Shameful Past: Lynchings on Delmarva- James Taylor Lynched in Ke - WBOC-TV 16, Delmarvas News Leader, FOX 21 -

Shameful Past: Lynchings on Delmarva- James Taylor Lynched in Kent County, Md. in 1892

Headshot of James Taylor courtesy of Kevin Hemstock Headshot of James Taylor courtesy of Kevin Hemstock

February is Black History Month and throughout the month WBOC is sharing the stories of 10 men who were lynched on the Eastern Shore of Maryland during the 19th and 20th centuries. 

In our multi-part series: Shameful Past: Lynchings on Delmarva, what follows is a profile of one of those men executed by mob justice. 

In the quiet and small town of Chestertown, things haven't really changed since the late 19th century. The Kent County Courthouse is nearly the same, shops around town are in similar locations, and some churches remain unmoved. 

But like many small and quaint towns, Chestertown has a darker story to tell. 

In 1892, James Taylor was lynched across the street from the Kent County Courthouse on Cross Street. Taylor was a farm laborer and accused of raping a young girl named Nellie Silcox. She was 10- or 11-years-old and was the daughter of Taylor's employer, Mr. John Silcox. 

Local historian Kevin Hemstock says the Silcox family lived near Kennedyville, Md., and Taylor worked with the family for some time before the alleged rape occurred.

Drawing of James Taylor lynching courtesy of Chestertown Transcript

"They rounded him up, because he fled, and they brought him here to the jail in Chestertown. The incident occurred on Sunday, so by Monday there were crowds of angry farmers and townspeople gathered here and they were talking about a lynching," Hemstock said.

Hemstock has compiled the records of many murder cases that occurred in Kent County between 1746 to 1935. Hemstock wrote a book titled, "The Most Sensational Murder Cases of Kent County Maryland," which was published in 2016.

One of the cases highlighted was Taylor's murder. In his book, it recounts the day of the rape:

About 8 o'clock on a sunny Sunday morning, May 15, 1892, John Silcox was outside his rented farm near Kennedyville preparing the carriage for the ride to church. His wife, Sarah, who was nearly deaf, was in the cellar skimming milk. Their oldest daughter, 10-year-old Nellie Catherine Silcox, a slip of a girl, with delicate features, a quick smile and bright eyes, was washing up the morning dishes when she was caught from behind around the waist, her mouth covered with a beefy hand to keep her from crying out.

This description aligns with a description of the incident that was published in the Kent News in 1892.

According to the Chestertown Transcript, published days after Taylor's lynching, Taylor's employer found his daughter washing dishes when she said she felt sick. 

Lynching headline courtesy of Chestertown Transcript


James Taylor headline courtesy of Kent News


The paper reports, "Her mother sent her up to bed, and during the afternoon went up to see how she was. She found her very nervous and still crying and laid down on the bed beside Nellie to quiet her."

The paper goes on to say that's when the mother found blood stains on Nellie's sheets. 

The Maryland State Archives, as well as the Chestertown Transcript and the Kent News, say that after seeing a doctor, Nellie identified Taylor as her rapist.

The Chestertown Transpcript said, "He caught her around the waist, pulled her up on his lap, placed his hand on her mouth to prevent her making an outcry, and outrageously assaulted her."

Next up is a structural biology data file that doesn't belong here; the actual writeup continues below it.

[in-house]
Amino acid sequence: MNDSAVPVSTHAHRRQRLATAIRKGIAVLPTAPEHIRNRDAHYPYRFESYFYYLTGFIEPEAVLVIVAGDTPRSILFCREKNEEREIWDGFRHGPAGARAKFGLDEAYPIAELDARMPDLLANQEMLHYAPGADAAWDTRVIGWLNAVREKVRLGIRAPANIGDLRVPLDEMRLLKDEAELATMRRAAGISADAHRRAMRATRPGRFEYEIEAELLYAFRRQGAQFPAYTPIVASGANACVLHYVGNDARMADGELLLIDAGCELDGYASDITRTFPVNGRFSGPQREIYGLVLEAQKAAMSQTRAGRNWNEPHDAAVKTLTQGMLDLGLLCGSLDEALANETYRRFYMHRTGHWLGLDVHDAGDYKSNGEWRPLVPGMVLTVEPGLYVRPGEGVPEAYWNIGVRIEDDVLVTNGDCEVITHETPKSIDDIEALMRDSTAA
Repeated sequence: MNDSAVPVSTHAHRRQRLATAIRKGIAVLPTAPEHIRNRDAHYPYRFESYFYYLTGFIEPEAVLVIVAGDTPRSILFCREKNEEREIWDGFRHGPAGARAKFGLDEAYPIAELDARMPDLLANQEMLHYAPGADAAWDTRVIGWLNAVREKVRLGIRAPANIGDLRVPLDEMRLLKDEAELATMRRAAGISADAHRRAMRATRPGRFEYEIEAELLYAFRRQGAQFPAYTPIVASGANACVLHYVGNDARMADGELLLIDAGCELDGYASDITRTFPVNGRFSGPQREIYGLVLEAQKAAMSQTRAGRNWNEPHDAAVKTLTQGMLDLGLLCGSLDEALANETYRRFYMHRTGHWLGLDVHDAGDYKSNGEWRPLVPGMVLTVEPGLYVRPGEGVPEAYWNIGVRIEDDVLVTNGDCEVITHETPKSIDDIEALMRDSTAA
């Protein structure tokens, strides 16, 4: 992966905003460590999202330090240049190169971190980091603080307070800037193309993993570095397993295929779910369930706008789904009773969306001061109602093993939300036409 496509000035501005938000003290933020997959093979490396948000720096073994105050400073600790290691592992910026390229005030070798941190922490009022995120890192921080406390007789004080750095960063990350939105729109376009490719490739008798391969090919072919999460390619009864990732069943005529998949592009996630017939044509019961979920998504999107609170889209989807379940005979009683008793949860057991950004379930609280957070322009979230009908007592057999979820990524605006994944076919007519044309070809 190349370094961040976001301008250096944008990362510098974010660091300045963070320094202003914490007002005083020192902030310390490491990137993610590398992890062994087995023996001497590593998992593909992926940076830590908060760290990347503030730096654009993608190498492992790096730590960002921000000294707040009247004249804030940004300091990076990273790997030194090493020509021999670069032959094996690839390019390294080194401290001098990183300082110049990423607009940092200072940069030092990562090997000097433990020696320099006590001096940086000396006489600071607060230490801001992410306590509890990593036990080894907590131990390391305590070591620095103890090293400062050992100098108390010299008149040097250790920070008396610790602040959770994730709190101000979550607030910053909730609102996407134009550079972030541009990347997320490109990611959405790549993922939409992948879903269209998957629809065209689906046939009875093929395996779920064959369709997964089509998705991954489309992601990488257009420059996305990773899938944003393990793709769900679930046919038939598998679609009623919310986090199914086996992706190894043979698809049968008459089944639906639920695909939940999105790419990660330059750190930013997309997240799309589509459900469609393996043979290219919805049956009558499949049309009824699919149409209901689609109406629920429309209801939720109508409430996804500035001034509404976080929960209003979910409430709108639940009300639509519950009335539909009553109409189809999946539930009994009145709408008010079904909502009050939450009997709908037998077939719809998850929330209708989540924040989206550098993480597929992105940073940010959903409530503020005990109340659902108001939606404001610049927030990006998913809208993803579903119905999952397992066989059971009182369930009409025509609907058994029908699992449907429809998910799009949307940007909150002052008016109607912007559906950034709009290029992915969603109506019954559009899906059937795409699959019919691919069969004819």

Maryland State Archives say a search party was quickly formed to look for Taylor. When they found him, he tried to escape but was taken to the Chestertown Jail shortly after. 

Hemstock says Sheriff Plummer heard rumblings of a lynching, and was afraid Taylor would not make it to trial. 

"The crime was committed at a bad time. A prominent white doctor had been killed by black men and boys in Millington, so the community, the white community was already incensed," Hemstock said.

Plummer realized this, and attempted to sneak Taylor and another prisoner out of the jail and out of town. Hemstock says Plummer was afraid the mob would see Taylor was not there and would resort to killing another prisoner, Moses Brown. 

Lynching site of James Taylor


"Down to the river, they boarded a little steamer, and they spent the night on the steamer. That night, there was an attempt to lynch Taylor but he wasn't there," Hemstock said. 

Sensing tensions had died down, the men were brought back to the Chestertown Jail, but were spotted by locals. 

A lynch mob of hundreds quickly formed outside of the building. Hemstock says there was likely close to 200 men present, while local papers say 600. 

"They brought a sledgehammer and they beat through the lock, which had a pretty serious lock on it, and they beat through the lock, which I think was on an iron door," Hemstock said.

The mob broke the door down and headed to the second floor where Taylor was held and drug him down the stairs and out of the jail. 

Hemstock and local papers say Taylor was lynched from a 12-foot maple tree. He was left up there for hours before officials took his body down.

According to the Maryland State Archives, "A coroner's jury ruled the next morning that James Taylor's death was caused from lynching by persons unknown to the jury. Taylor was buried in the local pauper burial grounds."

The archives go on to say there was no criminal investigation, and no one was ever charged, though the mob met with town officials to vote and make formal agreements before Taylor's murder. 

Local papers reported after Taylor's murder, that he previously had been accused of raping another African American girl years prior to the Silcox rape. He was never charged in connection with that allegation. 

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